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Old 2005-03-12, 20:19   #1
Mystwalker
 
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Lightbulb Proposal: "Math for beginners" subforum

Hi all,

as there have been some uncomfortable threads lately, I thought of a possible solution that could satisfy everyone.

My personal opinions/assumptions:

1. The math experts here often want to help others with their math-related questions. But they require that the questioner has already done some investigations for him/herself and to provide the problem in a form that the experts can understand and help in a minimal amount of their precious time. All that is totally ok with me.

2. Even beginners with "unsufficient" math skills to meet the requirements written above have questions they like to be answered. In addition, they might be driven be fascination about mathematics, so a rejection would probably be counter-productive (lost time due to flaming, possible lost potentials, lost GIMPS members, ...).


My idea is to create a "Math for beginners" subforum. Here, everyone is allowed to ask questions, regardless of his/her skill level. My hope is that they (start to?) embrace mathematics (seeing that a lot of people don't think that more than school math is ever needed and all mathematicians live in ivory towers). Chances are that some are that interested that they really try to learn more. Even if their skills won't benefit GIMPS or individuals/groups in this forum, I think it's good for "mankind as a whole" (every little bit helps... ).
Apart from that, it should definitely help GIMPS, as I guess many of those people will devote (some of) their computing power to this project.

On the other hand, this would free the "real" math subforum. Maybe Bob et al. could think up some "requirements" (books, papers, ...) that persons posting in this forum should meet. If necessary, a threads can be moved to the beginners subforum.

Of course, no expert is restricted from the beginners forum, instead, he's of course very welcome.


Well, this was my idea. If there are few to no supporters, I don't mind. Even then, maybe others have better solutions to restore peace and harmony to this forum.

Last fiddled with by Mystwalker on 2005-03-12 at 20:21
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Old 2005-03-12, 22:46   #2
cheesehead
 
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Quote:
Originally Posted by Mystwalker
1. The math experts here often want to help others with their math-related questions. But they
... that is, some of them
or
, to various degrees, ...
:-)
Quote:
require that the questioner has already done some investigations for him/herself and to provide the problem in a form that the experts can understand and help in a minimal amount of their precious time.
- - -

Quote:
My idea is to create a "Math for beginners" subforum. Here, everyone is allowed to ask questions, regardless of his/her skill level.
Or, rather:
Here, responders are expected to refrain from angry/angering retorts, pedantry and unnecessary pickiness, regardless of the wording of questioners' posts --- and there will be prominent forum labelling, notification, and thorough monitoring to that effect.

After all, everyone is already allowed to ask questions regardless of skill, and we really can't, and shouldn't even try to, control that.

- - -
Quote:
this would free the "real" math subforum.
... or the current "Math" subforum would be renamed "Advanced Math" ... or "Math for only Those Who Do Their Homework Beforehand and Wear Asbestos (You Have Been Warned!)"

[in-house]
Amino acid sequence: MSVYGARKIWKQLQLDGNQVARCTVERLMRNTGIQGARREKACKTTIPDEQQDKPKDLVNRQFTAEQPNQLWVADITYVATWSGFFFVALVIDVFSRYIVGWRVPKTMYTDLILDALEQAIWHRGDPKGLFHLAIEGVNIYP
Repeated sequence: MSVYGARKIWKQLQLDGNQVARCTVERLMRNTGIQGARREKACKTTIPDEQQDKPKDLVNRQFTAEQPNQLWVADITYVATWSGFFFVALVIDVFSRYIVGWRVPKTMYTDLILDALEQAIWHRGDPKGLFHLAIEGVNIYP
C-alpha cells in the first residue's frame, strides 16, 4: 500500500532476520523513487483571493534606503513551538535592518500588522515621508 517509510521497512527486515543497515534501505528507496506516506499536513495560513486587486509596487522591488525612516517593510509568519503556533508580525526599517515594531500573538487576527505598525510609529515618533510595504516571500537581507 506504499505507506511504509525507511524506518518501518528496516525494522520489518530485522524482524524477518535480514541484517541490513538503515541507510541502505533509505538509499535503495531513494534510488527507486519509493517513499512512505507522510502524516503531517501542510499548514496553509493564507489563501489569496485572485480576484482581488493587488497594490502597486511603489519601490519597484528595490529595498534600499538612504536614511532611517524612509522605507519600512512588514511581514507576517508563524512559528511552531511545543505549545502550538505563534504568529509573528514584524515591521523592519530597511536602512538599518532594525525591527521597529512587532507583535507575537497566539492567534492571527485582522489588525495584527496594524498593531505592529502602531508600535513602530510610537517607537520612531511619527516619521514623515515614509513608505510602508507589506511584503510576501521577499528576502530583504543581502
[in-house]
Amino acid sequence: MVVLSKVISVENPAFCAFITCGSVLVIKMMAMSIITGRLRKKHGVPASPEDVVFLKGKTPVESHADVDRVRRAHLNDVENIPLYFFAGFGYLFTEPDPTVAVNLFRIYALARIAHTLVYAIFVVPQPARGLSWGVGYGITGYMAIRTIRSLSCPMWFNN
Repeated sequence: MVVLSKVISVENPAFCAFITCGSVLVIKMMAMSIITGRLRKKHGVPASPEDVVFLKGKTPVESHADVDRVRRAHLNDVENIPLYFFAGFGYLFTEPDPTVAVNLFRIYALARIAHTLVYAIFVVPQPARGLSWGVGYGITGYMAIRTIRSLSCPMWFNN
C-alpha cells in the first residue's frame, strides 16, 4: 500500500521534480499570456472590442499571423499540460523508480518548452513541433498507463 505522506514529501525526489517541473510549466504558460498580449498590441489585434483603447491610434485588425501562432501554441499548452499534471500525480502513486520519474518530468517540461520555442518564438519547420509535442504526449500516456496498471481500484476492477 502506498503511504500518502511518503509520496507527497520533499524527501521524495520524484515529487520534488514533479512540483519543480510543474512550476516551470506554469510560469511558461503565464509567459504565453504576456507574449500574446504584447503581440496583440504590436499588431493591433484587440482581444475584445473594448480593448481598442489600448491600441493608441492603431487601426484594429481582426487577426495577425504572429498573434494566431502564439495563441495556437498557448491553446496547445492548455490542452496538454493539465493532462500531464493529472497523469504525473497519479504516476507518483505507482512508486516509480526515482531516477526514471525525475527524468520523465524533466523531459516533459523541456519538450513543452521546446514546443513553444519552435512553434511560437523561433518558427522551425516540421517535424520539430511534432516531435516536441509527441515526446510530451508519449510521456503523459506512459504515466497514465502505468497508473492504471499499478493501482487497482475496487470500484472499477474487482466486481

Quote:
Maybe Bob et al. could think up some "requirements" (books, papers, ...) that persons posting in this forum should meet.
Oh, please ...

Not everyone who can post "advanced" stuff has published.

Just judge the "books" by their contents, not their "covers".

Quote:
Of course, no expert is restricted from the beginners forum, instead, he's of course very welcome.
It would be behavior that would be restricted, right?

Last fiddled with by cheesehead on 2005-03-12 at 22:53
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Old 2005-03-12, 23:10   #3
Primeinator
 
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I think that a beginner's math forum would be very beneficial...especially to those who are about as far in their math education as I am (i.e. halfway through high school-american high school that is, so I probably know less than a lot of Europeans).
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Old 2005-03-12, 23:22   #4
Mystwalker
 
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Quote:
Originally Posted by cheesehead
Oh, please ...

Not everyone who can post "advanced" stuff has published.

Just judge the "books" by their contents, not their "covers".
Sorry, unclear point of mine.
I meant "having read", not "having published".


Concerning the other answers:
I think the meaning is more or less the same, only the wording differs. I wanted to make it "decider-friendly"...

Whatsoever, the short story is to provide discussion room for beginners as well as experts in a way that clashes can be reduced to a minimum (for a relaxed ambiance), whereas communication efficiency can be maximized.
I'm not fixed on my further proposals.
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Old 2005-03-13, 00:47   #5
jasong
 
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Being one of the people who is ignorant of the way things like LLR tests actually work, I would like to point out that there is more than one type of poster. Even if you require people to know their stuff you're still going to get garbage sooner or later. Myself, I have a tendency of saying things that put people off just enough to where they're very mildly shocked, but not in a way that would make them want to post.

There are also people who's conceited pride only surfaces when they know the only way you'll be able to interact with them is through their anonymous username. How the heck do you convince THEM not to post in the forum.

As far as respectable and intelligent conversation goes, that's great. But many people(here comes the reason I encountered this thread) want to have the conversation and simply want a place to go to educate themselves.

Personally I would LOVE to be able to go to website, pay or otherwise, and simply download files that would essentially amount to a tailor-made math book. If someone would make a Sticky that tells people what they need to know and where to get the info, that would be fabulous.